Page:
Most states have a net metering program or an energy buy-back policy. These are often state-mandated and allow you to offset your costs for energy pulled from the grid — through interconnection at night or on cloudy days — by overproducing energy and selling it to your electricity provider for an energy credit on your bill. Texas doesn’t have a statewide net metering program, but many of the larger utility companies have their own programs. Net metering in Texas isn’t a make-or-break factor for determining if solar is worth your investment, but it certainly helps, and your return on investment will be lower if you don’t have access to this perk. If your electric company doesn’t offer net metering, you might want to consider coupling your panels with a solar battery system to store your own energy for offsetting your utility bills.

How Much Sun Does Your Roof Receive?

Solar panels only produce energy when sunlight is hitting your roof, so the amount of sun your property receives is a crucial factor when determining if solar panels are worth the investment. Texas is a great place for direct and intense sunlight in the country, with most of the state experiencing 204 sunny days per year, right around the national average of 205. However, there are some individual factors you need to consider as well. First, shading is a major detriment to your solar panels’ efficiency, so large shade trees on your property or nearby buildings that obstruct the sunlight hitting your roof will make your panels less valuable. Additionally, panels should face the sun, so south- and west-facing roofs will be best for solar panel installation. Other directions could also work but not quite as well.

What’s the Outlook on Solar in Texas?

Texas is one of the best places in the country for solar panel installation, second only to California. The solar industry is booming in the Lone Star State, and residents enjoy an average cost of solar equipment and one of the largest average returns on investment for panels in the country, sitting around $21,350 in energy savings over the lifetime of the solar power system. Solar is only becoming more popular in Texas as well. Residential and utility-scale solar have steadily increased in prevalence over the past decade.3 The next five years are expected to bring immense growth, with an estimated 4 gigawatts being installed throughout the state.

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Benefits of Solar Energy in Texas

Solar power in Texas is a wonderful option for most homeowners and affords a number of benefits that are too good to pass up for many people. We’ll discuss some of the financial and environmental benefits you’ll enjoy when you install solar panels on your home.

Electricity Bill Savings

Most people understand that solar panels help you reduce or eliminate your electric bills, and this is one of the most significant benefits. Texans have some of the highest energy costs in the country, with each household consuming an average of 1,132 kWh and paying $132.59 monthly. If you can eliminate your electric bills, that’s an annual savings of over $1,500! Over the expected lifespan of solar panels, the average Texas resident saves a staggering $21,350, and that’s after the panels have paid for themselves. In reality, the long-term savings will likely be even higher, as energy rates have risen historically, and they will likely continue to do so in the future. Converting to solar reduces your dependency on utility companies and essentially lets you lock in your energy rates for the 25+ years your system is expected to last.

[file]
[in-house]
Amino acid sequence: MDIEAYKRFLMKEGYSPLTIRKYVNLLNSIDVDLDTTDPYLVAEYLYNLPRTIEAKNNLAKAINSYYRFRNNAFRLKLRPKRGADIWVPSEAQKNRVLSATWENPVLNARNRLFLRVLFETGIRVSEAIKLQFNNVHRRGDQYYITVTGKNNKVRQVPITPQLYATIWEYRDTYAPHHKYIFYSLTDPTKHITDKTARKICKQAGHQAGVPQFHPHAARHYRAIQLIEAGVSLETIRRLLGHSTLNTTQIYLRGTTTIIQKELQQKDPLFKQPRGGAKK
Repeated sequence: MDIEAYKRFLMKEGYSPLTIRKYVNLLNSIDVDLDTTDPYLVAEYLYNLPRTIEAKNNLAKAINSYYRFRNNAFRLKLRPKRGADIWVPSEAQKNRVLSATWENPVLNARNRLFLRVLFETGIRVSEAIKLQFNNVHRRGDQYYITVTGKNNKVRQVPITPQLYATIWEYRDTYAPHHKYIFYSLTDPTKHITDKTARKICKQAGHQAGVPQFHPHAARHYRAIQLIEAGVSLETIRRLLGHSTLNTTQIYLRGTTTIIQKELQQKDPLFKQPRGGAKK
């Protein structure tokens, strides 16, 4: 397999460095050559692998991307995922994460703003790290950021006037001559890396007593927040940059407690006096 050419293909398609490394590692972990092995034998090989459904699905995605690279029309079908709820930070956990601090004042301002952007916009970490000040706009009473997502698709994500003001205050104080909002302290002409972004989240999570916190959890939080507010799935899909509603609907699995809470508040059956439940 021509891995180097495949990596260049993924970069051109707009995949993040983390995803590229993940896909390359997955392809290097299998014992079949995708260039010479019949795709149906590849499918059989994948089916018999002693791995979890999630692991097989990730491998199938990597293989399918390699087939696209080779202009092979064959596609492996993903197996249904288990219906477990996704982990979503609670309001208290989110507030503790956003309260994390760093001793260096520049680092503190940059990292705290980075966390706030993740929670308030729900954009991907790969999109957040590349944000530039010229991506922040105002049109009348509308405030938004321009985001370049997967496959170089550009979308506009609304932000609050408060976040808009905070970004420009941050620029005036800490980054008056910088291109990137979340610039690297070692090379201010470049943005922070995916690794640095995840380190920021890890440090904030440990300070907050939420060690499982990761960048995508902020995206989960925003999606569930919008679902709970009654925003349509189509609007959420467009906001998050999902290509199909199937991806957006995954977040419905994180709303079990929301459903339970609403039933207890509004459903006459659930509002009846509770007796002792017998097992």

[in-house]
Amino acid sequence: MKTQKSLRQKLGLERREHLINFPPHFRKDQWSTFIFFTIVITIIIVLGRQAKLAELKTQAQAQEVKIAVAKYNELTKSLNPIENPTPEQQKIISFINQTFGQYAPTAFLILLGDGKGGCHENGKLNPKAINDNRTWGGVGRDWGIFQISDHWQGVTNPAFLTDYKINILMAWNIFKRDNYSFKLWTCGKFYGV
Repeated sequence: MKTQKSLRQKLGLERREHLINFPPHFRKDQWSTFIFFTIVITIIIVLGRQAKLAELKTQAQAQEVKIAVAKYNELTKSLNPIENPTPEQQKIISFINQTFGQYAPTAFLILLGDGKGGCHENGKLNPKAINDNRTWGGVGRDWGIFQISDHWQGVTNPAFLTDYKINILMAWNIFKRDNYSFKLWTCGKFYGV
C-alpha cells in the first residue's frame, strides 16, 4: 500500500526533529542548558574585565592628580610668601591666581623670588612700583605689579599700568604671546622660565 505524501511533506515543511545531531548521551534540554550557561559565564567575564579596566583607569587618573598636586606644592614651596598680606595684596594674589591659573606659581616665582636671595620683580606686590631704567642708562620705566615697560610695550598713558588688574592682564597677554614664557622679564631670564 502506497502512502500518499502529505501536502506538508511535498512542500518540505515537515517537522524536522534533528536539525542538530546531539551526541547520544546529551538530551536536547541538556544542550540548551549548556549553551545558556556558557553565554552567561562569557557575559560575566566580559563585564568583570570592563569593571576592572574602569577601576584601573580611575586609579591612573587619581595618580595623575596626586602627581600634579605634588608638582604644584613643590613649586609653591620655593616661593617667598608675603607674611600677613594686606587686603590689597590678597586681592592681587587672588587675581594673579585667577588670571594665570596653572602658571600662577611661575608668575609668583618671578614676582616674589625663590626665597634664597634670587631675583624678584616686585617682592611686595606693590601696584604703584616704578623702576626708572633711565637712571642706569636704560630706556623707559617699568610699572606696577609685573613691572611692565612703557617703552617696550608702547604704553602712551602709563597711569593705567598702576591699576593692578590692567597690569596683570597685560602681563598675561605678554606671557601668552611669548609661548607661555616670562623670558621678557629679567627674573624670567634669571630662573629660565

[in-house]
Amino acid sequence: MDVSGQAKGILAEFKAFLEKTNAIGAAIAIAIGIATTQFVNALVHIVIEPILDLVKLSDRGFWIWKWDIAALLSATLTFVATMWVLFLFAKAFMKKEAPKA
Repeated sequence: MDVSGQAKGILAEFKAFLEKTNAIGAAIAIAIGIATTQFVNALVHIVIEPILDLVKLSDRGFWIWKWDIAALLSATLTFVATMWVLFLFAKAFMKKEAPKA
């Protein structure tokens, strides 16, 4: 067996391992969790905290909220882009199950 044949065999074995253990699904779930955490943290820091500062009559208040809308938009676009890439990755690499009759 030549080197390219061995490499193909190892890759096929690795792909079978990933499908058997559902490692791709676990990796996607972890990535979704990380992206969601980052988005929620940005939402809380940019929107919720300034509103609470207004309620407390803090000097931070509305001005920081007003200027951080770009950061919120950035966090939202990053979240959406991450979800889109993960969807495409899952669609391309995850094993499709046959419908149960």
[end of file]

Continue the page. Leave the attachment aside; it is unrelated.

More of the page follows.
Lower Taxes & Access to Other Incentives

The state and federal governments provide some incentives for homeowners to make converting to solar more affordable and more appealing. There are a few solar incentives in Texas, and the most notable is the federal solar investment tax credit (ITC). The ITC is a credit to your federal tax liability for a massive 26% of your total cost of going solar. In Texas, the ITC averages out to $8,043, bringing the average effective installation cost down from $30,935 to $22,892. Although Texas doesn’t have a statewide tax incentive, many utility companies and local municipalities — including Austin Energy and the cities of Denton, Sunset Valley and San Marcos — provide local rebate programs for solar installations. We recommend you check with your utility company and city government or check the DSIRE database for more information.4

Home Resale Value Increase

One benefit of going solar that many homeowners don’t know about is that panels increase property value. When you buy or finance your panels, your home value goes up by approximately 4.1%, according to data from Zillow.5 In Texas, where the average home value is $289,252, that’s a typical increase of around $11,859.6 This bump in value is expected to be even higher in more expensive areas, including Dallas, Fort Worth, Houston and San Antonio. It’s important to note that your home value is not expected to go up if you lease your panels or enter into a power purchase agreement (PPA), which is a major downside to these financing options. Additionally, Texas does not offer a property tax exemption for solar installation, so your property taxes will go up as a result of installing solar panels.

Clean, Renewable Energy

While financial benefits are great, homeowners who care about the environment more than saving money will be pleased to know that going solar is a great way to reduce their carbon footprint. Using this clean energy source helps fight global warming and reduces air and water pollution. Not only will the environment benefit from your solar conversion, but you’ll also be less dependent on your local utility company and fossil fuels, which are detrimental to the ecosystem and are only expected to rise in price in the future.

What to Look Out For When Considering Solar in Texas